Investing.com - Bitcoin traded slightly lower on Thursday - in a third session of fighting over the $12,000 psychological level - as the debate over whether the largest cryptocurrency by market capitalization is a safe haven continued.
Bitcoin fell 1.7% to $11,855 on the Investing.com Index by 10:44 AM ET (14:44 GMT).
Amid the generalized selloff, total cryptocurrency market capitalization decreased to $305.52 billion, compared to $311.03 billion a day earlier.
As risk appetite returned to traditional financial markets, bitcoin’s move lower once again gave enthusiasts reason to correlate the move to an implied safe-haven status. The alt coin had risen a day earlier as concerns over global stocks spawned a flight from risk.
Brian Belski, chief investment strategist at BMO Capital Markets, however insisted that the bitcoin has been “excessively volatile” and is simply “the sexy kind of thing to go to now”.
“I think the longer-term perspective, in terms of bitcoin being that safe haven, I think it’s way too soon to call that,” he said in an interview with CNN late Wednesday.
Investing.com analyst Pinchas Cohen noted in a technical analysis released on Wednesday that the question remained up in the air.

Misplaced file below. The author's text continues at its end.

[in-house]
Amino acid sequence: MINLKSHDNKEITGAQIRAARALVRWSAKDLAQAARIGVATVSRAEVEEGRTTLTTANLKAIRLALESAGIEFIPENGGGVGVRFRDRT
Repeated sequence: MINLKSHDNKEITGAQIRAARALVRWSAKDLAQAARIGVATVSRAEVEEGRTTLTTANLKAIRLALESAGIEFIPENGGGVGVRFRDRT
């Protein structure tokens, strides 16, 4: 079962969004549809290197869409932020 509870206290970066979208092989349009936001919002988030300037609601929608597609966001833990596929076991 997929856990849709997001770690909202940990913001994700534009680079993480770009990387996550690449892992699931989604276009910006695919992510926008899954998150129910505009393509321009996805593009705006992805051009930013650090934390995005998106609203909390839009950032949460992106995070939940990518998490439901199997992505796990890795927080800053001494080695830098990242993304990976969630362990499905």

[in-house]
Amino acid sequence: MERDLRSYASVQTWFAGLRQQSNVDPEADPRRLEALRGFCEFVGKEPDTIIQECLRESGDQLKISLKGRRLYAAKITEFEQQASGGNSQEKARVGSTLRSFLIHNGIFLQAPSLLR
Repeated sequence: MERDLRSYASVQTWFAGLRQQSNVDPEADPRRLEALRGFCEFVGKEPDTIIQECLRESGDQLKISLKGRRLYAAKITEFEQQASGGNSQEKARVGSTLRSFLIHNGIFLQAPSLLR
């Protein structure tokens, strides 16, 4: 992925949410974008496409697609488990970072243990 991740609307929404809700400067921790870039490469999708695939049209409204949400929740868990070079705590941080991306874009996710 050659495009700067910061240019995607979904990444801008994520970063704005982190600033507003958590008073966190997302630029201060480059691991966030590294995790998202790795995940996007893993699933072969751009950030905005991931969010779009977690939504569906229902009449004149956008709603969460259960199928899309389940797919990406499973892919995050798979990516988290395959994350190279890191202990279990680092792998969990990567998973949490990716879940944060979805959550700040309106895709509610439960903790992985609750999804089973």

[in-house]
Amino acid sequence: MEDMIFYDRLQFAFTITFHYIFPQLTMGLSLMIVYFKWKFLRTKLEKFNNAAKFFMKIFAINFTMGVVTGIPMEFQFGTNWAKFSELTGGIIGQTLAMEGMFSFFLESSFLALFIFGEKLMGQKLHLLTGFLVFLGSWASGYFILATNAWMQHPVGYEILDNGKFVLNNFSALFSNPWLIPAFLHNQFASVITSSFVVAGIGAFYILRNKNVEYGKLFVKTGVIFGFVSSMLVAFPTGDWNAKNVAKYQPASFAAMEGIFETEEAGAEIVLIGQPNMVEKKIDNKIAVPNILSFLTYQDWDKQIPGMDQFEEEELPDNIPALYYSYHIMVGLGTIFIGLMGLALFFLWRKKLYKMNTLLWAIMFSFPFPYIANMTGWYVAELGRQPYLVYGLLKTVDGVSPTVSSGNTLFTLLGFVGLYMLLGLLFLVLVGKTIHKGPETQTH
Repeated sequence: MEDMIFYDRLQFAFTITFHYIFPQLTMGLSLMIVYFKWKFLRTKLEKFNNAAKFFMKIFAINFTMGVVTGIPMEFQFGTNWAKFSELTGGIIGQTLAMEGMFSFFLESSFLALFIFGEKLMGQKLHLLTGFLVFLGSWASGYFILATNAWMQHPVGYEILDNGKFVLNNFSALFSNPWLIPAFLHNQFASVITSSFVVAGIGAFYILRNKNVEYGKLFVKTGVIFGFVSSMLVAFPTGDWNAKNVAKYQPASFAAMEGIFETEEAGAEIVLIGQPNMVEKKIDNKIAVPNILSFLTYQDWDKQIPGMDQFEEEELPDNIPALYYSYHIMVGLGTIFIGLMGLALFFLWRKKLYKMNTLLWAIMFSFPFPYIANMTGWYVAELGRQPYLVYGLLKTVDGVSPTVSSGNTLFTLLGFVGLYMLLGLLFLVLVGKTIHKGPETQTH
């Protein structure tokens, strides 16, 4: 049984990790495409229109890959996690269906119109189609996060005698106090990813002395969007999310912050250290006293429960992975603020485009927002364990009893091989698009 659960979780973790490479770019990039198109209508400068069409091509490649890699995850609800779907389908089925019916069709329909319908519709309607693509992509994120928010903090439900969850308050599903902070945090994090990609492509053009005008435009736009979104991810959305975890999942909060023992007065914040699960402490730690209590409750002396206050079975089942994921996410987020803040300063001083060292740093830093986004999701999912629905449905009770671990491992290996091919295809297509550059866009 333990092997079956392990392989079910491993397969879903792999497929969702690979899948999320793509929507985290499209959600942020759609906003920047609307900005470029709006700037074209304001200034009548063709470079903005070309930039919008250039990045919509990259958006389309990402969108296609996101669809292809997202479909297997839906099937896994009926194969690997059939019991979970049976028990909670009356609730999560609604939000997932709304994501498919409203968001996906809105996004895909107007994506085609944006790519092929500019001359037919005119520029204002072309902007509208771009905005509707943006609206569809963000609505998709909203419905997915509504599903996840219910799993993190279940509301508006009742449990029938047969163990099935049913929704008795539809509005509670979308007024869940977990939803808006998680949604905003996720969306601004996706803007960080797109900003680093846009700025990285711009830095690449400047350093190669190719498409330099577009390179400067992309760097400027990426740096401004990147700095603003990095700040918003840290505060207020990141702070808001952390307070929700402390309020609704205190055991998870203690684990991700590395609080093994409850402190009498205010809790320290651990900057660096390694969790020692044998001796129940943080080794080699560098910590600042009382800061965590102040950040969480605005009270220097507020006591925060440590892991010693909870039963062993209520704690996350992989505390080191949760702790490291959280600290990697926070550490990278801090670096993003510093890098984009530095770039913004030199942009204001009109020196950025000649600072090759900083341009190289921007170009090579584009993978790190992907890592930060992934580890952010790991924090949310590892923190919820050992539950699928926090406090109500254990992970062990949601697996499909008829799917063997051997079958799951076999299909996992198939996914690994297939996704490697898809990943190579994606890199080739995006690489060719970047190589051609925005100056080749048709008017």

“Whether Bitcoin did become a haven asset temporarily, or has become one permanently, or hasn't become one at all, the supply-demand map suggests a potential sales entry with attractive risk-reward ratios,” he said.
Gregor Horvat, founder of trading platform and Elliot Wave education website www.ew-forecast.com, looked past the noise in a commentary that also concluded that the short-term outlook was bearish.
Horvat said that a further move towards the $13,000-$13,500 range was likely “but after a correction!”
The digital currency has recently shown a high correlation to traditional haven assets such as gold or the Swiss franc, and an equally high inverse correlation to risk assets such as stocks and industrial commodities.
In other crypto sector news, Bloomberg reported that 318 addresses held at least $1 million worth of tether, equivalent to 80% of global supply. Such a high degree of concentration theoretically leaves the asset vulnerable to volatility if major holders become active traders.
Crypto fans were quick to downplay the report. “This literally means nothing,” Alan Silbert, founder of crypto and security token platform INX Limited, tweeted.
Other digital coin enthusiasts explained that the fact that most of tether is controlled by “300 addresses” is equivalent to the statement that “most of the U.S. dollar is controlled by 5 banks.” They accused the report of ignoring the fact those banks have millions of customers, much like those 300 exchange addresses. That criticism, arguably, overlooks the repeated problems that the operators of crypto exchanges and holders of wallets have had when it comes to distinguishing between their own money and their customers'.
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